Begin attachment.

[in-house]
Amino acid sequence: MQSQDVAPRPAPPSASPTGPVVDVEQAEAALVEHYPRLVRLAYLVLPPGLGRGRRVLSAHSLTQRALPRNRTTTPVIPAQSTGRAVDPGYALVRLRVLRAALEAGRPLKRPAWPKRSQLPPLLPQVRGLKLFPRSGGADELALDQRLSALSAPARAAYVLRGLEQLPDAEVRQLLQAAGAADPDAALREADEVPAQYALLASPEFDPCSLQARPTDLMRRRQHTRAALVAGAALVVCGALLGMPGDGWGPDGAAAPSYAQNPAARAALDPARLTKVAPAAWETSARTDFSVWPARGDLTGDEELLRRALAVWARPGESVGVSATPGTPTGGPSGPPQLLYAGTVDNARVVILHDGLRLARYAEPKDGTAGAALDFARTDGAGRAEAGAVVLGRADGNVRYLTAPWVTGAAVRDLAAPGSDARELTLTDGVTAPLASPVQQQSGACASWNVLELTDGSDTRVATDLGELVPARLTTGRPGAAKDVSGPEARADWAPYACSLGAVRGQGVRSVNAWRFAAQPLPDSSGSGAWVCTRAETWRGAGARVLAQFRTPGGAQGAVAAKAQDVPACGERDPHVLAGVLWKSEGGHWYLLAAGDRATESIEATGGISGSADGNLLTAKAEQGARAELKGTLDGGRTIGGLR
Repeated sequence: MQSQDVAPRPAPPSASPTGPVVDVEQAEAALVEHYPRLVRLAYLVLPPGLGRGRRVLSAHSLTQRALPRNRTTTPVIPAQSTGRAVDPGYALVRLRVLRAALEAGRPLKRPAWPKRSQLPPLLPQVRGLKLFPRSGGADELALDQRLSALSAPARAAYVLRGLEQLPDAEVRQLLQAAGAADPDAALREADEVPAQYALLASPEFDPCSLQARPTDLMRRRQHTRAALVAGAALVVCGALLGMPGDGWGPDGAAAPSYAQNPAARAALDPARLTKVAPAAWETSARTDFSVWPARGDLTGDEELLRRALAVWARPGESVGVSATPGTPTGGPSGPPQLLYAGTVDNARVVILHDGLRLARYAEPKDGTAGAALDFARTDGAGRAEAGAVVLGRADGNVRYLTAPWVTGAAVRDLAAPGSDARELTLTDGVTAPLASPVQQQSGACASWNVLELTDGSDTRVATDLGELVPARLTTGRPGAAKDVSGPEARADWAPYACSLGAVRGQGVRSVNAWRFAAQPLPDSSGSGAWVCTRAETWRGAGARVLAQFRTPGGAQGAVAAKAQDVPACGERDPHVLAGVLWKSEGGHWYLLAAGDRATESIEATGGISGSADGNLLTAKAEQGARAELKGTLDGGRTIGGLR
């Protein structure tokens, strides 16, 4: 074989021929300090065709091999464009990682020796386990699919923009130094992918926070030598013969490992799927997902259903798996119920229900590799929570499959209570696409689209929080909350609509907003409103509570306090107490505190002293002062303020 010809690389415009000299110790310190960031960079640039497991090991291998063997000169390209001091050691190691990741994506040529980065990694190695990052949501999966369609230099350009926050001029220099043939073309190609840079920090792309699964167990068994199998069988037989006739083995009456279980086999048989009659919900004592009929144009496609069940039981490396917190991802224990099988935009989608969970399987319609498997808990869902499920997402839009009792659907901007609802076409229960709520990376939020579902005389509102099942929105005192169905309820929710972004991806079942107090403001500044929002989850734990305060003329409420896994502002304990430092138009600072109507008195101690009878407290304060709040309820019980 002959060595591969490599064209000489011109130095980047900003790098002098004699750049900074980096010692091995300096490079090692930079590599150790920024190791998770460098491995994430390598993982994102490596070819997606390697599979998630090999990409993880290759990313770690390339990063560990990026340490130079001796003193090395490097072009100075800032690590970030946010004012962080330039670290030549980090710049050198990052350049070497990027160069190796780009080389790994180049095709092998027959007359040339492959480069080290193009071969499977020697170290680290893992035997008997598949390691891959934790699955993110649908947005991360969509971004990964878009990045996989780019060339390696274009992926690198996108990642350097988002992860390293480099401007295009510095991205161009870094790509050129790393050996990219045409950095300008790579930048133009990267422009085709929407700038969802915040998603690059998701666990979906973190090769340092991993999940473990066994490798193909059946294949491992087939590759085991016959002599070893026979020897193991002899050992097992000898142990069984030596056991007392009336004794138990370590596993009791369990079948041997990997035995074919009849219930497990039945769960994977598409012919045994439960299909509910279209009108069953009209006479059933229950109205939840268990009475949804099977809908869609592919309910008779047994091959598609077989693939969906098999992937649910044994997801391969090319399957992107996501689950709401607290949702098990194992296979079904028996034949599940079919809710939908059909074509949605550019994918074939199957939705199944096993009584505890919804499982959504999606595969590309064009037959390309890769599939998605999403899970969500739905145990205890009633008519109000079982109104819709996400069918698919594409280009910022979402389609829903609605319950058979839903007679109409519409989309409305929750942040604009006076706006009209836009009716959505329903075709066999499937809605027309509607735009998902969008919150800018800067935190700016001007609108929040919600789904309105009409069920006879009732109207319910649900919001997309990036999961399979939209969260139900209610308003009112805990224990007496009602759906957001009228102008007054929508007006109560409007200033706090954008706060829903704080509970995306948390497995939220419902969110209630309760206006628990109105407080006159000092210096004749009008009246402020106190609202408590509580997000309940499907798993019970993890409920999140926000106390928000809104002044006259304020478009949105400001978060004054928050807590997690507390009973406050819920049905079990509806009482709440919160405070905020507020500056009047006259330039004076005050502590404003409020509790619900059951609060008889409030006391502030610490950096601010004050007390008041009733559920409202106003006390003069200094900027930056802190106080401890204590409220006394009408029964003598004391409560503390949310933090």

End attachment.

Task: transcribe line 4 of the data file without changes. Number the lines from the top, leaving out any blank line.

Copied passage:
């Protein structure tokens, strides 16, 4: 074989021929300090065709091999464009990682020796386990699919923009130094992918926070030598013969490992799927997902259903798996119920229900590799929570499959209570696409689209929080909350609509907003409103509570306090107490505190002293002062303020 010809690389415009000299110790310190960031960079640039497991090991291998063997000169390209001091050691190691990741994506040529980065990694190695990052949501999966369609230099350009926050001029220099043939073309190609840079920090792309699964167990068994199998069988037989006739083995009456279980086999048989009659919900004592009929144009496609069940039981490396917190991802224990099988935009989608969970399987319609498997808990869902499920997402839009009792659907901007609802076409229960709520990376939020579902005389509102099942929105005192169905309820929710972004991806079942107090403001500044929002989850734990305060003329409420896994502002304990430092138009600072109507008195101690009878407290304060709040309820019980 002959060595591969490599064209000489011109130095980047900003790098002098004699750049900074980096010692091995300096490079090692930079590599150790920024190791998770460098491995994430390598993982994102490596070819997606390697599979998630090999990409993880290759990313770690390339990063560990990026340490130079001796003193090395490097072009100075800032690590970030946010004012962080330039670290030549980090710049050198990052350049070497990027160069190796780009080389790994180049095709092998027959007359040339492959480069080290193009071969499977020697170290680290893992035997008997598949390691891959934790699955993110649908947005991360969509971004990964878009990045996989780019060339390696274009992926690198996108990642350097988002992860390293480099401007295009510095991205161009870094790509050129790393050996990219045409950095300008790579930048133009990267422009085709929407700038969802915040998603690059998701666990979906973190090769340092991993999940473990066994490798193909059946294949491992087939590759085991016959002599070893026979020897193991002899050992097992000898142990069984030596056991007392009336004794138990370590596993009791369990079948041997990997035995074919009849219930497990039945769960994977598409012919045994439960299909509910279209009108069953009209006479059933229950109205939840268990009475949804099977809908869609592919309910008779047994091959598609077989693939969906098999992937649910044994997801391969090319399957992107996501689950709401607290949702098990194992296979079904028996034949599940079919809710939908059909074509949605550019994918074939199957939705199944096993009584505890919804499982959504999606595969590309064009037959390309890769599939998605999403899970969500739905145990205890009633008519109000079982109104819709996400069918698919594409280009910022979402389609829903609605319950058979839903007679109409519409989309409305929750942040604009006076706006009209836009009716959505329903075709066999499937809605027309509607735009998902969008919150800018800067935190700016001007609108929040919600789904309105009409069920006879009732109207319910649900919001997309990036999961399979939209969260139900209610308003009112805990224990007496009602759906957001009228102008007054929508007006109560409007200033706090954008706060829903704080509970995306948390497995939220419902969110209630309760206006628990109105407080006159000092210096004749009008009246402020106190609202408590509580997000309940499907798993019970993890409920999140926000106390928000809104002044006259304020478009949105400001978060004054928050807590997690507390009973406050819920049905079990509806009482709440919160405070905020507020500056009047006259330039004076005050502590404003409020509790619900059951609060008889409030006391502030610490950096601010004050007390008041009733559920409202106003006390003069200094900027930056802190106080401890204590409220006394009408029964003598004391409560503390949310933090």